In parts of the Prairies, thin to nonexistent snow cover in parts through much of the early spring months might have some farmers worried about their winter wheat.
But agronomists say it’s too soon to make the decision to reseed.
“You can go out and do a spring assessment at the end of April if the weather has been nice and you want to go check it, but that’s far too early to make decisions about the stand,” says Amanda Swanson, an agronomist with the Western Winter Wheat Initiative in Moose Jaw, Sask.
“Before May 25 it’s too early to make that decision.”
The WWWI’s recommendations note that a four-inch cover of light, fluffy snow through the coldest part of the winter — December 22 to March 20 — is ideal for protecting winter wheat against extremely low temperatures.
But this year, Swanson says, the risk of winterkill was low, with soil temperatures rarely ranging as low as an estimated -10 C to -15 C.
“Although we haven’t had the snow cover, we aren’t that concerned because soil temperatures need to get down to minus 20 or below before there are concerns about winterkill,” she says.
She notes that careful scouting is necessary. It is possible, for example, to mistake other problems for winterkill, such as plant mortality in select areas due to ice encasement from early spring runoff.
Winter wheat growers should dig up plants in various locations and check for new root and shoot growth, as well as white crown tissue, which are all signs of healthy plants.
Mark Akins, who farms south of Moose Jaw, says he is currently waiting to do a spring assessment on 900 acres of winter wheat.
He’s been growing winter wheat for a decade, and in his experience, insufficient snow cover hasn’t yet been a factor in winterkill. “I haven’t had a winterkill experience at any point in my winter wheat career when I had a good establishment in the fall,” he says.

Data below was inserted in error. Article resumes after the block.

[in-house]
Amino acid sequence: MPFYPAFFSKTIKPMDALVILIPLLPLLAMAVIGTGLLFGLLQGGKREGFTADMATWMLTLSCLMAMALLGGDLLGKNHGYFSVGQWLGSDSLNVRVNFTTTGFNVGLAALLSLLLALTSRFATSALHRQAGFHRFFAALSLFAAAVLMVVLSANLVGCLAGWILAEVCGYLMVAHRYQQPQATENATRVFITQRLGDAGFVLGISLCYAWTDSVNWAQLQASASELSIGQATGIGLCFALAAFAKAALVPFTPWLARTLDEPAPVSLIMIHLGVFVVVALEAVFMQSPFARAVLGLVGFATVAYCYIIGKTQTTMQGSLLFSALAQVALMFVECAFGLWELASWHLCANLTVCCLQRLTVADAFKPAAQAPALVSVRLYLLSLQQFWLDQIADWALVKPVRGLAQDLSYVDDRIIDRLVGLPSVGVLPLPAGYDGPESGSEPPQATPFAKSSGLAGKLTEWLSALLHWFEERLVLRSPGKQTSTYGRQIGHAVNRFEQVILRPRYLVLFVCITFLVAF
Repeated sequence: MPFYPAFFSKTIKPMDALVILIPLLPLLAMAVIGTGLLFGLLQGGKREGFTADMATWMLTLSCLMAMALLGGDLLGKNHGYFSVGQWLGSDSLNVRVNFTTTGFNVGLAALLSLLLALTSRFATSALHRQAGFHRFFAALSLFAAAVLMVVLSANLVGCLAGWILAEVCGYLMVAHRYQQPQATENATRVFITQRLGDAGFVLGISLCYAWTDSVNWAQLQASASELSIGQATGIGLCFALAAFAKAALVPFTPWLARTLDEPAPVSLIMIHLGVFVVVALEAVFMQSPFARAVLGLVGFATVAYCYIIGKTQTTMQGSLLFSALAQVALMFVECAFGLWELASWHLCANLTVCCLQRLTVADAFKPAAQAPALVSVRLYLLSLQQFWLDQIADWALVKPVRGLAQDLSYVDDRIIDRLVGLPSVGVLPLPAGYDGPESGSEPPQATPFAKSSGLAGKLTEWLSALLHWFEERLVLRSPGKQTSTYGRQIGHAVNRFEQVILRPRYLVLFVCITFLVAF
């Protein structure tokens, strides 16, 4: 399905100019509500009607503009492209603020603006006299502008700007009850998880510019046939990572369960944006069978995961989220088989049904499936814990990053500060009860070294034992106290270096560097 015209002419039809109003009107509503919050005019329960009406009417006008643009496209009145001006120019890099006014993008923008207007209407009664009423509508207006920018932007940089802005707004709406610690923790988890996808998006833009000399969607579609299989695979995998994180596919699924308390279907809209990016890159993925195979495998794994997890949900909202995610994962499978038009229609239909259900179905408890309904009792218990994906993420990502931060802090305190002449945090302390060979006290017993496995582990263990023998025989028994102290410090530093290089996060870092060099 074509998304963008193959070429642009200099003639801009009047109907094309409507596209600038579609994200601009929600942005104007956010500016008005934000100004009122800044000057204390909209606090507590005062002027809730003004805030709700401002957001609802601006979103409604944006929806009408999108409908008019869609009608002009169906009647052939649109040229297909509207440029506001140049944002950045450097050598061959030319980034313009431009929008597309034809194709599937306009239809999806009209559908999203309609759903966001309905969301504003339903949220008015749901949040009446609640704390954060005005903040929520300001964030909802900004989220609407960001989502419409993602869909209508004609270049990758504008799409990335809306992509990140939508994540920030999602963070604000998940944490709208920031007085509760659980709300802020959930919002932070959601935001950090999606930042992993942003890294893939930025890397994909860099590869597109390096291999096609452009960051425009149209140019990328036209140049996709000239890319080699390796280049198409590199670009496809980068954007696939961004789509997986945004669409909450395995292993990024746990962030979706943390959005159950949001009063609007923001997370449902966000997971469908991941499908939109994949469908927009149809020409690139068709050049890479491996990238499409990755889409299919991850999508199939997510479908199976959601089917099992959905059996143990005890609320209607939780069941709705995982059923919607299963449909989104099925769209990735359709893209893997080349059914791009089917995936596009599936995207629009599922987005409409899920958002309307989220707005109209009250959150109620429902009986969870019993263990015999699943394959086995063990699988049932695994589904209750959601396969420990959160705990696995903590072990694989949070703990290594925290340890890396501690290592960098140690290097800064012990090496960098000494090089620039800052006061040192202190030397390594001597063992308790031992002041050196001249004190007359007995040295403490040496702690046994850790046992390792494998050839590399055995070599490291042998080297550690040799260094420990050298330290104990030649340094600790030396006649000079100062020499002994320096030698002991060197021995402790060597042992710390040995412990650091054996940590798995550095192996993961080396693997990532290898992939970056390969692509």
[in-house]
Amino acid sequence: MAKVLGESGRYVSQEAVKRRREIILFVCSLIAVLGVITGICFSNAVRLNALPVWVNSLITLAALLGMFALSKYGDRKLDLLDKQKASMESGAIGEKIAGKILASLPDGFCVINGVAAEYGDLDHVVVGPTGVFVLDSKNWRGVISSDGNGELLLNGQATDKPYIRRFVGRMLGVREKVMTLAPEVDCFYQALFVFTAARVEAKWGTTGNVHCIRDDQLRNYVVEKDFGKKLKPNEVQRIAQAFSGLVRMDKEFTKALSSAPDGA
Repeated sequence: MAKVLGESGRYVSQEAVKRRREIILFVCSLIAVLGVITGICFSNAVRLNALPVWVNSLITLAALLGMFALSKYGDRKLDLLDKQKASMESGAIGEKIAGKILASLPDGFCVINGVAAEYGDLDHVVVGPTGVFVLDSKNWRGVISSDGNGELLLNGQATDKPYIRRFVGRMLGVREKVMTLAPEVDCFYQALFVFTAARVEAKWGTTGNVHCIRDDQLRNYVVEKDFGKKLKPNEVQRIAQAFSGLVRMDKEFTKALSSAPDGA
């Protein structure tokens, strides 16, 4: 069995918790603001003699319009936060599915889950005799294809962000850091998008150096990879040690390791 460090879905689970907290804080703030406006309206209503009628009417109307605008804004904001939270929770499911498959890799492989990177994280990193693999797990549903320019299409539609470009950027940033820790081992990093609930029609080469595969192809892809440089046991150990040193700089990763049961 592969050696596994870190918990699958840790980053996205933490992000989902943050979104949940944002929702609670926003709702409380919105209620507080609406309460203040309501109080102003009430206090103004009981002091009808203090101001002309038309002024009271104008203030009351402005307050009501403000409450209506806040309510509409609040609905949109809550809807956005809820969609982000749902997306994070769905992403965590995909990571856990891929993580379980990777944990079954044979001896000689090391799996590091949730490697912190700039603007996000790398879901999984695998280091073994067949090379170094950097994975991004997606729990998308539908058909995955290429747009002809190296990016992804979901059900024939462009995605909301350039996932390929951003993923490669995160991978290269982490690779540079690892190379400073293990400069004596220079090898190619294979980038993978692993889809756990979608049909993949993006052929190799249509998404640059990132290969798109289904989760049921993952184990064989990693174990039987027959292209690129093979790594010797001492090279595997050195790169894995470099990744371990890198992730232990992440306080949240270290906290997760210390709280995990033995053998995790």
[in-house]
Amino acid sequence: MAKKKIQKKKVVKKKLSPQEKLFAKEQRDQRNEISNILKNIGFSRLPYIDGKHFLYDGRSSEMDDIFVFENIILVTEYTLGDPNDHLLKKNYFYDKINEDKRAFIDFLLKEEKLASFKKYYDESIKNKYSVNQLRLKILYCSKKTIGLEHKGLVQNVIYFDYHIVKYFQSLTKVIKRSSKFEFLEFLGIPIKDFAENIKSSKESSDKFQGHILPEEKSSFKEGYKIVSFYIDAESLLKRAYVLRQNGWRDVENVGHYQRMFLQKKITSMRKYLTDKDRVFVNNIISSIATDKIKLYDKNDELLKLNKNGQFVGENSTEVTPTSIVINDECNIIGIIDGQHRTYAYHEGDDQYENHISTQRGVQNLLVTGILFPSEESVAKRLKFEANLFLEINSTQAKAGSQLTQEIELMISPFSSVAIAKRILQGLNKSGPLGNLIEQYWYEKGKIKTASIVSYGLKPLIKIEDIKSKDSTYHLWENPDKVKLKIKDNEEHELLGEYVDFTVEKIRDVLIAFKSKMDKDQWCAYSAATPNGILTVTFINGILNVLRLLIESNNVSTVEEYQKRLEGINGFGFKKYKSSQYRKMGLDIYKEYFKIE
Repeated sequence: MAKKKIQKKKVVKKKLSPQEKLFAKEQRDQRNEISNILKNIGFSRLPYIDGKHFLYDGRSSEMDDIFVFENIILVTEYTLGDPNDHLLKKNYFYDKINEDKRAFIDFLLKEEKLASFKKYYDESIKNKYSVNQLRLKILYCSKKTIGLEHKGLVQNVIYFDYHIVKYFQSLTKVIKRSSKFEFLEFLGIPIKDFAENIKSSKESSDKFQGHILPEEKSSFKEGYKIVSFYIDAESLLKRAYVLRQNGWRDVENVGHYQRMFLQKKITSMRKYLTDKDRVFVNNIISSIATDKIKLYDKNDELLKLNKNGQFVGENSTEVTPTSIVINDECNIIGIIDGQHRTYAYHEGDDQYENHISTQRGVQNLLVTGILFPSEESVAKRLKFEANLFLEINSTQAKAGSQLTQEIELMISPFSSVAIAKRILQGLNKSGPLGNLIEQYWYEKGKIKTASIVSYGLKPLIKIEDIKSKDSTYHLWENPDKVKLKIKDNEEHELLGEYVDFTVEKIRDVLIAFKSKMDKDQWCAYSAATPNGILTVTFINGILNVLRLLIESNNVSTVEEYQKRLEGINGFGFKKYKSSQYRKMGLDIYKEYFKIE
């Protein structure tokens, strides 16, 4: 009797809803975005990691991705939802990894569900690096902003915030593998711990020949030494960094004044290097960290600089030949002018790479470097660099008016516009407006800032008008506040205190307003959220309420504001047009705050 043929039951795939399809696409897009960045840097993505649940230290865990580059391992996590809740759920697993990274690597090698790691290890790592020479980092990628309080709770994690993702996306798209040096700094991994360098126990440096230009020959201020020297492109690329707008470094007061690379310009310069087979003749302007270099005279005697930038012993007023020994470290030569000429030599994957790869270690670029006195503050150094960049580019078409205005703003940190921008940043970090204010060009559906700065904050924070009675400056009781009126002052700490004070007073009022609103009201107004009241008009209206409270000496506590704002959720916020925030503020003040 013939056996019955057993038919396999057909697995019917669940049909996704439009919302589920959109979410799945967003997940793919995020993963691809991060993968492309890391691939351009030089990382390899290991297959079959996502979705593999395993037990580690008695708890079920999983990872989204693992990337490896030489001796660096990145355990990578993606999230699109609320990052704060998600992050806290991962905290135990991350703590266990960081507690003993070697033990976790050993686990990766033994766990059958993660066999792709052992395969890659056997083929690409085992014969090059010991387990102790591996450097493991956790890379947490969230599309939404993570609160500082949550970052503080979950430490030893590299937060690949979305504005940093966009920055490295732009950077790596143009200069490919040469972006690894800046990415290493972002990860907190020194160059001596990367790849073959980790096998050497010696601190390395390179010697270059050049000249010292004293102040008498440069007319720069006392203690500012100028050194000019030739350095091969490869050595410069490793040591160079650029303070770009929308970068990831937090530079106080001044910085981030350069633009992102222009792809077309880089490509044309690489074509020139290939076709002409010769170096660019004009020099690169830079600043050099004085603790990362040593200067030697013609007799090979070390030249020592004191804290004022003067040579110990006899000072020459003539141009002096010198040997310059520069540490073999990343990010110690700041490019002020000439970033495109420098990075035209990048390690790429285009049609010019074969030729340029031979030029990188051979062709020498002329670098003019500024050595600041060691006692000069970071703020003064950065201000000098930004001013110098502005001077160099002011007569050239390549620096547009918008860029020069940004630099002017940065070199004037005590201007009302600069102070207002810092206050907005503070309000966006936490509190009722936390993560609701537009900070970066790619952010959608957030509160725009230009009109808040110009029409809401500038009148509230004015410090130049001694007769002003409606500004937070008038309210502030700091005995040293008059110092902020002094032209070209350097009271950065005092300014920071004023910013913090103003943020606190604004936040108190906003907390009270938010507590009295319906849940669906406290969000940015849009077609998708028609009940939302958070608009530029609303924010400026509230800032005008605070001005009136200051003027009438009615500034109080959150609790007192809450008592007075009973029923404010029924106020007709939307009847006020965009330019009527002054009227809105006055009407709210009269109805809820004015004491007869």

Good fall establishment — when plants get to the three- to four-leaf stage with good crown tissue — will usually result in healthy plants come spring.
“In our area producers who have winter wheat are probably more concerned about early warm temperatures — we had some crazy high temperatures at the beginning of March, and probably one of the things growers are worried about are their crops starting too early,” he says.
Swanson notes that growers new to winter wheat are more likely to be concerned about winterkill than experienced growers. For new growers, Akins recommends assuming winter wheat will be hardy enough to make it through the winter, but developing a “Plan B” just in case.
His rule of thumb is to get spring seeding 50 per cent completed before making any decisions on whether reseeding is necessary.
At that point, if producers are still unsure about the status of the winter wheat crop — and Akins says it should be obvious if the crop is doing well by this point — they should consider implementing Plan B.
WWWI can send agronomists out to fields to help producers make that decision.
But Swanson says she’s never yet recommended a grower “rip up a field.”
“A poor winter wheat stand usually ends up being a better option than a late seeded crop of another variety,” she says. “Poor winter wheat stands can surprise you. And when you look at the economics of it, if you’ve spent money on the seed and fertility, the poor winter wheat stand is still usually more profitable than the next crop you’re seeding, if you wait until the end of May to make that decision.”
The Western Winter Wheat Initiative is a joint effort by Bayer Crop Science, Richardson International and Ducks Unlimited to build awareness of winter wheat as a crop option for Prairie farmers. For more winter wheat agronomy information, see the WWWI’s website at growwinterwheat.ca or call the office at 1-866-761-5270.